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Planned Parenthood Administrator Resigns Over Proposed Amendment Language

April 19, 1990

BOSTON (AP) _ The medical director for Planned Parenthood’s state chapter said Wednesday he resigned the post because a pro-choice amendment to the Massachusetts constitution ″goes too far.″

Dr. Stanton Goldstein said he left the job because he could not join the group in backing abortion rights ″at any time in cases of rape or incest or to protect the life and health of the mother.″

″I cannot support an amendment that legalizes destructive procedures of a healthy fetus in the third trimester,″ he said. ″I was in an administrative role in an organization that stood for something politically that I could not agree with.″

Goldstein stepped down Tuesday but will remain a staff doctor with the pro- choice organization’s two Massachusetts clinics, whose administration he had overseen during the past five years.

The longtime pro-choice activist said he believed many people would find the proposed amendment broader than acceptable.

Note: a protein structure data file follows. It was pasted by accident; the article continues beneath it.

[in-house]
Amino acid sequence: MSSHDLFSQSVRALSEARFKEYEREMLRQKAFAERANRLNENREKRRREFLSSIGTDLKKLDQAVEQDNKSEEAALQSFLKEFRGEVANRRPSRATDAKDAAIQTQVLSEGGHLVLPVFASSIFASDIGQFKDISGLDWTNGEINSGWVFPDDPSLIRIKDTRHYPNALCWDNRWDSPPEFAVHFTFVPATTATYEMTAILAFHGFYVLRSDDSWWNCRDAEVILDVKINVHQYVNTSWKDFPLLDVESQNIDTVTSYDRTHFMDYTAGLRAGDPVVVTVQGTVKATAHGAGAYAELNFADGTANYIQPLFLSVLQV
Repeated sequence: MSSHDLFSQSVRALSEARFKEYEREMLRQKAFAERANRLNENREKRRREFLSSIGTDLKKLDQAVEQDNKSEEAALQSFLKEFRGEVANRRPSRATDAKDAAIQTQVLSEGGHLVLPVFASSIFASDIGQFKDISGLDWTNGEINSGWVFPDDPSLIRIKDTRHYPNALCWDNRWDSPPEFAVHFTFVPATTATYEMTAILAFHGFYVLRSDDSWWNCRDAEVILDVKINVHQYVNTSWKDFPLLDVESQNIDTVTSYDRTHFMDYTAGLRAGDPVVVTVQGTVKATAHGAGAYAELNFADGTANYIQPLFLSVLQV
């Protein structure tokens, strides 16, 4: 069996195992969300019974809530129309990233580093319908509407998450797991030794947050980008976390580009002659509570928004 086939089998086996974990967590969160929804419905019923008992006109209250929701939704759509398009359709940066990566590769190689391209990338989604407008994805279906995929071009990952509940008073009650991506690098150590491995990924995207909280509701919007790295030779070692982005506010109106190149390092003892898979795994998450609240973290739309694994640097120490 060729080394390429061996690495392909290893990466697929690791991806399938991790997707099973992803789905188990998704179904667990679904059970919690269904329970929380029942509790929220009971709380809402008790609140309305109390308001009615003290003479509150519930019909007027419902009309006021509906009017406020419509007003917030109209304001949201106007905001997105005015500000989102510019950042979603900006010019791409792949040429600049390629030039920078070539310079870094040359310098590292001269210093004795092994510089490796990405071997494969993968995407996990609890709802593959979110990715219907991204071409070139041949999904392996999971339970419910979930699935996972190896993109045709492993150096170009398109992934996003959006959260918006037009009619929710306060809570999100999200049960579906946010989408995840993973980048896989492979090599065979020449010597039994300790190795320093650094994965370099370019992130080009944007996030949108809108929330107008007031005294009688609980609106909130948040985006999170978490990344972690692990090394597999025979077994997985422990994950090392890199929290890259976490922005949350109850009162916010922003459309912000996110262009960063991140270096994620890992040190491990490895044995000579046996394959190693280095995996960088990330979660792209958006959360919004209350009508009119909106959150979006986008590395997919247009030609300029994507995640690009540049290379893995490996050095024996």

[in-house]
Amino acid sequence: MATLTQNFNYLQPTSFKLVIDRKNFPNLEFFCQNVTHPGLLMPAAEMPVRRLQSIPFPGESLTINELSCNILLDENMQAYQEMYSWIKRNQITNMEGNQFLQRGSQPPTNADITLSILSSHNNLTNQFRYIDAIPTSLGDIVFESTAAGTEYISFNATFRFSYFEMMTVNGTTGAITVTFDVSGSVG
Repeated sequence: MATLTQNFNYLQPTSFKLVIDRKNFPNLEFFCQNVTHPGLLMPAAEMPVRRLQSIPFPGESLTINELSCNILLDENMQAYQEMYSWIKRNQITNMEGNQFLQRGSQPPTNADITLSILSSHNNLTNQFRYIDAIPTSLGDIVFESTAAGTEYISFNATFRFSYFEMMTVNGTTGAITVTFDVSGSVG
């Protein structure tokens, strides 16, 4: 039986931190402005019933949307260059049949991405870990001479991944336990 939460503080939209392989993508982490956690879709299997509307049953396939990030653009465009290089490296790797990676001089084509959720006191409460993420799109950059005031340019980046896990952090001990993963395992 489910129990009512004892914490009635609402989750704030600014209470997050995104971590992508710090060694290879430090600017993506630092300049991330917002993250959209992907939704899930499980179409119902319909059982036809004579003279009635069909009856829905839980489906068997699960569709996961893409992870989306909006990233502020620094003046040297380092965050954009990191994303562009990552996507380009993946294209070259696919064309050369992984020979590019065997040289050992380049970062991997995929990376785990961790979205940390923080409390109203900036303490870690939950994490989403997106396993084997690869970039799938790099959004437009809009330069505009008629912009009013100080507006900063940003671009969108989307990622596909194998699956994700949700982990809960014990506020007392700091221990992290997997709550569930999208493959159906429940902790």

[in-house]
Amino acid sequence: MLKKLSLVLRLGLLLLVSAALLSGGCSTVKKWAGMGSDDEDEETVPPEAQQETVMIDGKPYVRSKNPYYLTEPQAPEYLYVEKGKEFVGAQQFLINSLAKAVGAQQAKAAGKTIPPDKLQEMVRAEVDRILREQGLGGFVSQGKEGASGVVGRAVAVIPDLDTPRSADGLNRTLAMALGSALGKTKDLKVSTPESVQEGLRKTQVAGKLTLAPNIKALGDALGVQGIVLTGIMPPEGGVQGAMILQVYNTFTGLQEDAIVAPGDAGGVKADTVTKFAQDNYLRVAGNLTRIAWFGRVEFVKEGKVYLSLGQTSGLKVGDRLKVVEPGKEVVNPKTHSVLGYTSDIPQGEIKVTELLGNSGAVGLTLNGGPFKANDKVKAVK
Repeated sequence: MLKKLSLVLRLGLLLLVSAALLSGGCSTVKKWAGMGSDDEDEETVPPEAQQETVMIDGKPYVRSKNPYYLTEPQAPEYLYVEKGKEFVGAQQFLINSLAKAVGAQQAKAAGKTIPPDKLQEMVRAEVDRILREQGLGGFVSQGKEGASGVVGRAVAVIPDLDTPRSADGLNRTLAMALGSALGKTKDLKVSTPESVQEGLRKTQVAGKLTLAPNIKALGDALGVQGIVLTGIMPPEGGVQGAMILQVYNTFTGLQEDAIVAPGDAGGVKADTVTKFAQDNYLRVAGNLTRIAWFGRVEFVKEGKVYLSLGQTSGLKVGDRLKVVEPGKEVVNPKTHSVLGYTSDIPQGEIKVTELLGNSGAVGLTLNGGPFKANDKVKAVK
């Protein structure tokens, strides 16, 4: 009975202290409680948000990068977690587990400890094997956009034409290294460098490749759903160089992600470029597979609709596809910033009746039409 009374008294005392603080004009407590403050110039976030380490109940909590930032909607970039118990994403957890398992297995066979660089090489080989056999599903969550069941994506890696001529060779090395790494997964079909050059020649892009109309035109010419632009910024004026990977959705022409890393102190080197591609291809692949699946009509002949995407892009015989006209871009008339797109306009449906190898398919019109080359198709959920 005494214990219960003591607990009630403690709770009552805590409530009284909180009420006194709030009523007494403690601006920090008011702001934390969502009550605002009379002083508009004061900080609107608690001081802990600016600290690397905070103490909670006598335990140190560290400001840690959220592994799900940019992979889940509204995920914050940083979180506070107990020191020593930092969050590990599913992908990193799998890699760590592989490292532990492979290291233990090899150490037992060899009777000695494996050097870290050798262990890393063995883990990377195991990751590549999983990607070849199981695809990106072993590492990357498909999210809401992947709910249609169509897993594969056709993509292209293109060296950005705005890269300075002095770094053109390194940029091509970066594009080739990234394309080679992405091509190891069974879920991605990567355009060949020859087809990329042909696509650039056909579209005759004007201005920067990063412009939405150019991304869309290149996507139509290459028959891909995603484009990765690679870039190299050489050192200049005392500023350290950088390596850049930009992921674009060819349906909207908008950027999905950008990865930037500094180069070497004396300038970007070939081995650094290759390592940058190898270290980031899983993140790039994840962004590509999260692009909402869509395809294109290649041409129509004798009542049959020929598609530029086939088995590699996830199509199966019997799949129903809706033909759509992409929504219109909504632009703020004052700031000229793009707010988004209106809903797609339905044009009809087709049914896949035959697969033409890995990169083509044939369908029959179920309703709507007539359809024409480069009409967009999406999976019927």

″It goes too far for me,″ he said. ″I as a physician believe that a destructive procedure in the third trimester is either unethical or immoral ... and therefore I am entering the public debate.″

Nicki Nichols Gamble, executive director of the state office of Planned Parenthood, said she expected debate and disagreement but regards ″the proposal as a fairly moderate one that captures the status quo.″

She said the organization would stand behind the proposed amendment, which must be approved by a constitutional convention and could go before voters in 1992.

The language was adopted last September after months of discussion among members of a ″Coalition for Choice,″ which included Planned Parenthood, the League of Women Voters, the Civil Liberties Union and the National Organization for Women.

Coalition members initially filed seven different versions of the amendment proposal - some more and some less restrictive. A compromise was reached after extensive polling to test public support for each version.

Susan Newsom, associate director of Planned Parenthood, said the language ″is not the first choice for a lot of people.″ But she said the number of abortions performed after the second trimester was ″tiny.″

Of 38,200 abortions performed in the state in 1986, nine were late trimester abortions, according to the most recent figures by the state Department of Public Health.

Goldstein, however, put a different spin on the historically low figure.

″I have several questions,″ he said. ″If the number of abortions performed after the second trimester is so ‘tiny’ then why are we legislating for it? Is it so ‘tiny’ because it has not been legal up till now?″

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